Model |  6749782.75     3  2249927.58               Prob > F      =  0.0000
Residual |  1323889.25   396  3343.15467               R-squared     =  0.8360
---------+------------------------------               Adj R-squared =  0.8348
   Total |  8073672.00   399  20234.7669               Root MSE      =   57.82

------------------------------------------------------------------------------
   api00 |      Coef.   Std. Err.       t     P>|t|       [95% Conf. Interval]
---------+--------------------------------------------------------------------
   meals |  -3.159189   .1497371    -21.098   0.000      -3.453568   -2.864809
     ell |  -.9098732   .1846442     -4.928   0.000      -1.272878   -.5468678
    emer |  -1.573496    .293112     -5.368   0.000      -2.149746   -.9972456
   _cons |   886.7033    6.25976    141.651   0.000       874.3967    899.0098
------------------------------------------------------------------------------
avplot full, mlabel(snum)
 

5. The data set wage.dta is from a national sample of 6000 households with a male head earning less than $15,000 annually in 1966. You can get this data file by typing use http://www.ats.ucla.edu/stat/stata/webbooks/reg/wage from within Stata. The data were classified into 39 demographic groups for analysis. We tried to predict the average hours worked by average age of respondent and average yearly non-earned income.

use http://www.ats.ucla.edu/stat/stata/webbooks/reg/wage, clear
. regress HRS AGE NEIN
  Source |       SS       df       MS                  Number of obs =      39
---------+------------------------------               F(  2,    36) =   39.72
   Model |  107205.109     2  53602.5543               Prob > F      =  0.0000
Residual |  48578.1222    36  1349.39228               R-squared     =  0.6882
---------+------------------------------               Adj R-squared =  0.6708
   Total |  155783.231    38   4099.5587               Root MSE      =  36.734

------------------------------------------------------------------------------
     HRS |      Coef.   Std. Err.       t     P>|t|       [95% Conf. Interval]
---------+--------------------------------------------------------------------
     AGE |  -8.281632   1.603736     -5.164   0.000      -11.53416   -5.029104
    NEIN |   .4289202   .0484882      8.846   0.000       .3305816    .5272588
   _cons |    2321.03   57.55038     40.330   0.000       2204.312    2437.748
------------------------------------------------------------------------------

Both predictors are significant. Now if we add ASSET to our predictors list, neither NEIN nor ASSET is significant.

regress HRS AGE NEIN ASSET
  Source |       SS       df       MS                  Number of obs =      39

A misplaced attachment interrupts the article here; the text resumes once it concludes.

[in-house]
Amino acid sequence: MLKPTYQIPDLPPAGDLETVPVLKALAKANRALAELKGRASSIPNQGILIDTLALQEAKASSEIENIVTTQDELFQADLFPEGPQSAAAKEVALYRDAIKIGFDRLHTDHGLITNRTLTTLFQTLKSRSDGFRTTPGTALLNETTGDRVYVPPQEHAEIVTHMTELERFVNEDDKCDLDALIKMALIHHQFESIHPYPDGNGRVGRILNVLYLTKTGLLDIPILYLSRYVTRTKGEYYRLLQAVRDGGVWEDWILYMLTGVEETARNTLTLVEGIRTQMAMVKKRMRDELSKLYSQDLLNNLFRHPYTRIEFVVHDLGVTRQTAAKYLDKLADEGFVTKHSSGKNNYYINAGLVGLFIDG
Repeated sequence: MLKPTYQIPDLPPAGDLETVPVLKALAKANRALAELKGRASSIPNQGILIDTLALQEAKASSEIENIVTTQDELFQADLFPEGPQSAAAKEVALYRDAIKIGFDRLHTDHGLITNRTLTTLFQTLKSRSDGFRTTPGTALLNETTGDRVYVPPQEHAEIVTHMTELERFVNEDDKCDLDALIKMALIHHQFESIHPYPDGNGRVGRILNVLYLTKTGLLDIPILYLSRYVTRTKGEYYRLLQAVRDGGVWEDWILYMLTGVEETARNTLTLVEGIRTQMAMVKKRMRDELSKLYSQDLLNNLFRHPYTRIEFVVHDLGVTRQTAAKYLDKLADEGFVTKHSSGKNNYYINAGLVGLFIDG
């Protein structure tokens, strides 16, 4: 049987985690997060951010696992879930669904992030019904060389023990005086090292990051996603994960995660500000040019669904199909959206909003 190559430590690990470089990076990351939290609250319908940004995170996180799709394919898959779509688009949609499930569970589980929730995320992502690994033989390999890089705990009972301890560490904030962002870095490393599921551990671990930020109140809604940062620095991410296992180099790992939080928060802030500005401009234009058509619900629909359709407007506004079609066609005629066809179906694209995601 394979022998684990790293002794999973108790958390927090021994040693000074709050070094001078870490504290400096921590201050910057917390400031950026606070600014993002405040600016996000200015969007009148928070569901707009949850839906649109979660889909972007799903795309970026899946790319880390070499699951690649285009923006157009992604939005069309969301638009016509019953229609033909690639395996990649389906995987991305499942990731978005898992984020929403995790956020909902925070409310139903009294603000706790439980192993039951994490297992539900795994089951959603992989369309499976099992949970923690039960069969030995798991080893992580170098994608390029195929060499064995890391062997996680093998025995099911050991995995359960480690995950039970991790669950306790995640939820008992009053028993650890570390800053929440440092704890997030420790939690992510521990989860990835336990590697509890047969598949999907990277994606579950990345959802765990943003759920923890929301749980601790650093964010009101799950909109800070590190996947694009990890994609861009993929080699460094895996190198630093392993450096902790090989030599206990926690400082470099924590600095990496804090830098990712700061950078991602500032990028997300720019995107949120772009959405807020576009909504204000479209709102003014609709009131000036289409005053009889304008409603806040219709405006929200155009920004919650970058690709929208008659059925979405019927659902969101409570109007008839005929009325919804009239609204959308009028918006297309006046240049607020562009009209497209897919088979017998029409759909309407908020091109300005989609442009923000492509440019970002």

---------+------------------------------               F(  3,    35) =   25.83
   Model |   107317.64     3  35772.5467               Prob > F      =  0.0000
Residual |  48465.5908    35  1384.73117               R-squared     =  0.6889
---------+------------------------------               Adj R-squared =  0.6622
   Total |  155783.231    38   4099.5587               Root MSE      =  37.212

------------------------------------------------------------------------------
     HRS |      Coef.   Std. Err.       t     P>|t|       [95% Conf. Interval]
---------+--------------------------------------------------------------------
     AGE |  -8.007181    1.88844     -4.240   0.000      -11.84092   -4.173443
    NEIN |   .3338277    .337171      0.990   0.329      -.3506658    1.018321
   ASSET |   .0044232    .015516      0.285   0.777       -.027076    .0359223
   _cons |   2314.054   63.22636     36.600   0.000       2185.698    2442.411
------------------------------------------------------------------------------

Can you explain why?

6. Continue to use the previous data set. This time we want to predict the average hourly wage by average percent of white respondents. Carry out the regression analysis and list the STATA commands that you can use to check for heteroscedasticity. Explain the result of your test(s).

Now we want to build another model to predict the average percent of white respondents by the average hours worked. Repeat the analysis you performed on the previous regression model. Explain your results.

7. We have a data set that consists of volume, diameter and height of some objects. Someone did a regression of volume on diameter and height.

use http://www.ats.ucla.edu/stat/stata/webbooks/reg/tree, clear
regress vol dia height
  Source |       SS       df       MS                  Number of obs =      31
---------+------------------------------               F(  2,    28) =  254.97
   Model |  7684.16254     2  3842.08127               Prob > F      =  0.0000
Residual |  421.921306    28  15.0686181               R-squared     =  0.9480
---------+------------------------------               Adj R-squared =  0.9442
   Total |  8106.08385    30  270.202795               Root MSE      =  3.8818

------------------------------------------------------------------------------
     vol |      Coef.   Std. Err.       t     P>|t|       [95% Conf. Interval]
---------+--------------------------------------------------------------------
     dia |   4.708161   .2642646     17.816   0.000       4.166839    5.249482
  height |   .3392513   .1301512      2.607   0.014       .0726487    .6058538
   _cons |  -57.98766   8.638225     -6.713   0.000      -75.68226   -40.29306
------------------------------------------------------------------------------

Explain what tests you can use to detect model specification errors and if there is any, your solution to correct it.

Click here for our answers to these self assessment questions.

2.10 For more information